There is no doubt that homeschooling can put you and your kids at an advantage. That list of advantages is ever-growing too. With the advancement of technologies and programs extending to suit families of all sorts of alternative learning models, the opportunities available to homeschoolers is more than any other time in history. Don’t get me wrong, I support and love all of the S.T.E.M programs, robotics courses for this and a subscription crate for that. However what about some of our long-lost knowledge? Is there a place for teaching lost skills, life skills, dare I say even old-fashioned skills? Do you know those vintage skills that grandma used to know, the know-how that seemed to just disappear with generations past?
“Old-fashioned skills” like baking bread, gardening, personal finance, sewing, fixing cars, reusing the old (upcycling we call it), working with animals, knowing the land, understanding local vegetation and more have gone by the waste-side in recent generations. Have we as educators, parents, and communities, in general, let critical skills go extinct to the detriment of our kids? Although the opinions differ a little many people are starting to understand generations of people are growing up without a simple understanding of majorly import skills.
Luckily this is something the homeschool community can generally avoid with a little forethought. As with almost all homeschool parents I always try to make everything a learning lesson when possible. Grocery shopping, baking, sewing, and many other tasks become a time to slow down and teach as well. There are many skills kids of today could benefit from, however much go completely without.
Teaching Lost Skills to homeschoolers
- personal finance– setting a budget, debt management, savings, understanding credit scores, etc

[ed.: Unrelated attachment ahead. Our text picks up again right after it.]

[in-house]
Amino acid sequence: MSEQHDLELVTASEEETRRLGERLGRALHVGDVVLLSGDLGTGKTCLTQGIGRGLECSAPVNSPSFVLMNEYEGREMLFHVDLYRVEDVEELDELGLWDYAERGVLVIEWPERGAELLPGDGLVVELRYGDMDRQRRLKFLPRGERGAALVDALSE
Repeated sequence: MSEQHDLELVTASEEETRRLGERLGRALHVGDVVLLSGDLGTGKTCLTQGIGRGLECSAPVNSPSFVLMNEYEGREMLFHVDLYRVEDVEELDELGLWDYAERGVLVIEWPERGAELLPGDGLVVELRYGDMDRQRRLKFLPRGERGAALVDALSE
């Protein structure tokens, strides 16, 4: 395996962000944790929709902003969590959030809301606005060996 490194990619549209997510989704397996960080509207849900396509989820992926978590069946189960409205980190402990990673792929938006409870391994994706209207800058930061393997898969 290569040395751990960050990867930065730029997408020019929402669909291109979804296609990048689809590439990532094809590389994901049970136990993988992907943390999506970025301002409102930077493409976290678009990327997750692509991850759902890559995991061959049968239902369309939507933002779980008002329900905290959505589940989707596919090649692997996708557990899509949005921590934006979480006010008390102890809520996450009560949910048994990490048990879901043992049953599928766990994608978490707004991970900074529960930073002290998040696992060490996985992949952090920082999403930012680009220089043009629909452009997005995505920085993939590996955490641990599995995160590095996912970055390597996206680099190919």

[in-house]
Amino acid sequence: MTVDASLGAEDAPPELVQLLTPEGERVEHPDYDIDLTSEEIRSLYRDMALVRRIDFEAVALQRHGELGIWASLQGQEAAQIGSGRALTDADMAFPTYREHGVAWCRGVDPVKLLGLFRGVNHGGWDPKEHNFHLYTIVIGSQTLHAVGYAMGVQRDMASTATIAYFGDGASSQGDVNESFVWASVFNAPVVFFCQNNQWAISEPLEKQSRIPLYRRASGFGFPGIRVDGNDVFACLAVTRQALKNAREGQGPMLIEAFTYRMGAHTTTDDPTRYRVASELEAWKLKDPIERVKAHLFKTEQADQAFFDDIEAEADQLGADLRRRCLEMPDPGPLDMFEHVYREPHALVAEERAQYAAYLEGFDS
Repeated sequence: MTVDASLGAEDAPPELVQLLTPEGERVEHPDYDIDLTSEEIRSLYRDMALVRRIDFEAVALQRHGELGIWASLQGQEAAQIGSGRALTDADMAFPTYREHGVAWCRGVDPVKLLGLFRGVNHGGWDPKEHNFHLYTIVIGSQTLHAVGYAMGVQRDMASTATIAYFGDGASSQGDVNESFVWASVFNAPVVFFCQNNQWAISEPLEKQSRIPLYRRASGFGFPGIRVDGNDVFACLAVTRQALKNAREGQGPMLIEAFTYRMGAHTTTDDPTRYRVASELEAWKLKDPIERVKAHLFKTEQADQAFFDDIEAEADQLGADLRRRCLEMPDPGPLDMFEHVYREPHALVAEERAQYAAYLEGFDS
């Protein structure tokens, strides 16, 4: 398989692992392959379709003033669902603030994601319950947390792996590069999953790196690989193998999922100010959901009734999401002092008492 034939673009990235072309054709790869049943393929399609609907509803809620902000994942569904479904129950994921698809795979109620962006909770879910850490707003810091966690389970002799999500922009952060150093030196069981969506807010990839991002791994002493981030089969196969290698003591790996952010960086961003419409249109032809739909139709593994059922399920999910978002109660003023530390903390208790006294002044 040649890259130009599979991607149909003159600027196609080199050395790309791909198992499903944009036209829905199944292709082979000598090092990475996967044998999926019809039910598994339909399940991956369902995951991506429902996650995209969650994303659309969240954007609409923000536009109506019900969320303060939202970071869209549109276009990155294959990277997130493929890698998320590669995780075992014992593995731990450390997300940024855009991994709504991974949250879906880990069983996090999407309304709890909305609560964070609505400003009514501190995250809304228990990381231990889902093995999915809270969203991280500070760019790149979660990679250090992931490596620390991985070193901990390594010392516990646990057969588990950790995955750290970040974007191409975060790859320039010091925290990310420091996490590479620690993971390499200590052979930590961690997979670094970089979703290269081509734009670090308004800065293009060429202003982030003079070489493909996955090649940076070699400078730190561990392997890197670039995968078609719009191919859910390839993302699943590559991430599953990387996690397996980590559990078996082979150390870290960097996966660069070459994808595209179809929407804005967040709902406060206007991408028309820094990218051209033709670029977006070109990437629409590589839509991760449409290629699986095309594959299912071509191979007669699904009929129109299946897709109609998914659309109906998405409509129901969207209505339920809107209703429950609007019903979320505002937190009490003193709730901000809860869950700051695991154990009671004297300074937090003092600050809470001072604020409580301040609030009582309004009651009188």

- goal setting– setting short and long-term goals and how to achieve them
- time management– using planners and tools to manage time
- cooking/ baking– basic cooking or baking skills to include bread making from scratch
- first aid– basic to advanced first aid
- emergency preparedness– preparing for natural disasters and what do in case of
- mending/ sewing– basic hand sewing, repairing, using a sewing machine
- planting a garden– gardening basics, companion planting etc
- map reading– understanding and basic map skills
- storing and preserving food– canning, dry storage, fermentation etc
- reusing materials– upcycling or repurposing used items
- animal care– management, feeding and basic needs of different animals
- plant knowledge– understanding and identifying local and native plants
- basic carpentry– using hand tools, building basic items
- vehicle mechanics– basic car maintenance, changing a tire, checking oil etc
- personal health and fitness– understanding the basics of health and fitness
This list is by no means complete, there is much more that can be added. This list is as much about creativity as it is learning skills. When was the last time your children built a birdhouse from scratch, baked bread or took old sweaters to make a blanket? What do you wish you had been taught? What could you have benefited that you did not learn until much later?
The homeschooling edge
Homeschooling does have many advantages, being able to teach and learn outside the box is definitely one of them. When you do not have a whole school or classroom it can make teaching lost skills a bit easier. Animal care and management or planting a garden can be difficult with large groups of kids but its a piece of cake with just your own.
Adults of the future will likely have many more obstacles than the adults of yesterday. With global warming and sustainability issues on the rise, learning and knowing how to reuse and repurposed things will be a valuable skill. Gardening can come in very handy when oil prices (therefore food prices rise) but paychecks do not.
The possibilities and opportunities that homeschoolers have at their disposal are many. Kids of today will need problem-solving, advancing of technology and a good understanding of science, to make the world a better place. However, they may also need to know how to rely on skills common to our grandparents’ generation to navigate a changing world. Call them life skills call them old skills, teaching lost skills to our kids gives them a major advantage in the world of tomorrow ♡♡♡
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